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Babel

[bab-uh l; Russian bah-byil] /ˈbæb əl; Russian ˈbɑ byɪl/
noun
1.
Isaak Emmanuilovich
[ahy-zuh k;; Russian ee-sahk yi-muh-noo-yee-luh-vyich] /ˈaɪ zək;; Russian iˈsɑk yɪ mə nuˈyi lə vyɪtʃ/ (Show IPA),
1894–1941, Russian author.
Dictionary.com Unabridged
Based on the Random House Dictionary, © Random House, Inc. 2014.
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British Dictionary definitions for i emmanuilovich babel

Babel1

/ˈbeɪbəl/
noun
1.
(Old Testament)
  1. Also called Tower of Babel. a tower presumptuously intended to reach from earth to heaven, the building of which was frustrated when Jehovah confused the language of the builders (Genesis 11:1–9)
  2. the city, probably Babylon, in which this tower was supposedly built
2.
(often not capital)
  1. a confusion of noises or voices
  2. a scene of noise and confusion
Word Origin
from Hebrew Bābhél, from Akkadian Bāb-ilu, literally: gate of God

Babel2

/Russian ˈbabɪl/
noun
1.
Issak Emmanuilovich (iˈsak imənuˈiləvitʃ) 1894–1941, Russian short-story writer, whose works include Stories from Odessa(1924) and Red Cavalry (1926)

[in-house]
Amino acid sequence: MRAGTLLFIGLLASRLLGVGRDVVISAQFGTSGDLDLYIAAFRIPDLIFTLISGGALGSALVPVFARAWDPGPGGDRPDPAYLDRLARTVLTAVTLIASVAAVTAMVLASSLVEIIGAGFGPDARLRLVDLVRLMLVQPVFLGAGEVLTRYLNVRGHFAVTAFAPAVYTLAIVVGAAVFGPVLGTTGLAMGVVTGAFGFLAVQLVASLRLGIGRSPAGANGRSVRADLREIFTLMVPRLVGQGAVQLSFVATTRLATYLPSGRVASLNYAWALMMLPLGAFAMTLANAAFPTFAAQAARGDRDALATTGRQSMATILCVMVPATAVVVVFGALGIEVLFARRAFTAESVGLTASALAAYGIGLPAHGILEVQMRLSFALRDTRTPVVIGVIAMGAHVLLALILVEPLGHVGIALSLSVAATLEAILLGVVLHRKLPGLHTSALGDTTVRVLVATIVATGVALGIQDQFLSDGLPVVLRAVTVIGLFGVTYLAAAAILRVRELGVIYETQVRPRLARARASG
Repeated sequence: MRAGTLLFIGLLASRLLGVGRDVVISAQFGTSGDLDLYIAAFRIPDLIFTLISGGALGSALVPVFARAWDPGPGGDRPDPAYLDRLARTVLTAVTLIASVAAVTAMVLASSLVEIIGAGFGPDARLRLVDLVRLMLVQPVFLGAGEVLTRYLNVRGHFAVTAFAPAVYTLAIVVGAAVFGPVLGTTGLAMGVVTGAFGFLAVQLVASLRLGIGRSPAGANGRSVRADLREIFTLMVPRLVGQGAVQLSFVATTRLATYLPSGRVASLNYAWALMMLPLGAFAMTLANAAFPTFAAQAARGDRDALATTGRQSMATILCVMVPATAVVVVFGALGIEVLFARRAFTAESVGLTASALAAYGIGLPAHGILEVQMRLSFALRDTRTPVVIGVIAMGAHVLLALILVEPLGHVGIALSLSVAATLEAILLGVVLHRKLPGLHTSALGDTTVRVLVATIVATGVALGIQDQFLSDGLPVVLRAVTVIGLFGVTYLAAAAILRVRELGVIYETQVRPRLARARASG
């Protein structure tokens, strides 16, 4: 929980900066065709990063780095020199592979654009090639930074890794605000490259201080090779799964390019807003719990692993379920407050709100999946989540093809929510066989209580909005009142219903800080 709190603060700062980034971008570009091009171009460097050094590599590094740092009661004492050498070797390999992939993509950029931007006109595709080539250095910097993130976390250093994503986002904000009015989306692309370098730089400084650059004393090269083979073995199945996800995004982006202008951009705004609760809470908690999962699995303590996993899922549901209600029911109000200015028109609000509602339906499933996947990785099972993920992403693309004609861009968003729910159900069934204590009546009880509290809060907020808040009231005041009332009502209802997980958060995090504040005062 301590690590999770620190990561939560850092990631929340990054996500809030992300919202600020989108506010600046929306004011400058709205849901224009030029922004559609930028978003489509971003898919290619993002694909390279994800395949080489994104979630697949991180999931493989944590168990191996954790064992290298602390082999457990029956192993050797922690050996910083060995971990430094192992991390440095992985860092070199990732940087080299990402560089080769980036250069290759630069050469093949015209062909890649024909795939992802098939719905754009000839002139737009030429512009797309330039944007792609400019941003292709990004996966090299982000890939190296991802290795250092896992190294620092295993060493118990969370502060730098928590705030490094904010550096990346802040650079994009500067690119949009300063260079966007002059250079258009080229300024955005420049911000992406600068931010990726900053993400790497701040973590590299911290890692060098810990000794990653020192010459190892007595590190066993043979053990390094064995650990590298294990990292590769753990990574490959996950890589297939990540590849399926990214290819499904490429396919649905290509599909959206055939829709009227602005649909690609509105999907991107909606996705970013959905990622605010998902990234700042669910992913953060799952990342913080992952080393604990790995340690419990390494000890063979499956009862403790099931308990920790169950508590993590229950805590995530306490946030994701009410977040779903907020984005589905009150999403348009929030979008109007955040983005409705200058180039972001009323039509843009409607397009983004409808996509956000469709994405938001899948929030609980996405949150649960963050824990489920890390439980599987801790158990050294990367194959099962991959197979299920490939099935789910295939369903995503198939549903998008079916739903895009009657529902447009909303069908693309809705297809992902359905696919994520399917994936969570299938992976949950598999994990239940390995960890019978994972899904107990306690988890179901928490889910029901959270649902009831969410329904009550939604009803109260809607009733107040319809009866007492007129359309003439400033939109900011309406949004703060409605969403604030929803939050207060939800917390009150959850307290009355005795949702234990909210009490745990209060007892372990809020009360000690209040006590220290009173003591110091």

Collins English Dictionary - Complete & Unabridged 2012 Digital Edition
© William Collins Sons & Co. Ltd. 1979, 1986 © HarperCollins
Publishers 1998, 2000, 2003, 2005, 2006, 2007, 2009, 2012
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Word Origin and History for i emmanuilovich babel
Babel
capital of Babylon, late 14c., from Heb. Babhel (Gen. ix), from Akkadian bab-ilu "Gate of God" (from bab "gate" + ilu "god"). The name is a translation of Sumerian Ka-dingir. Meaning "confused medley of sounds" (1520s) is from the biblical story of the Tower of Babel.
Online Etymology Dictionary, © 2010 Douglas Harper
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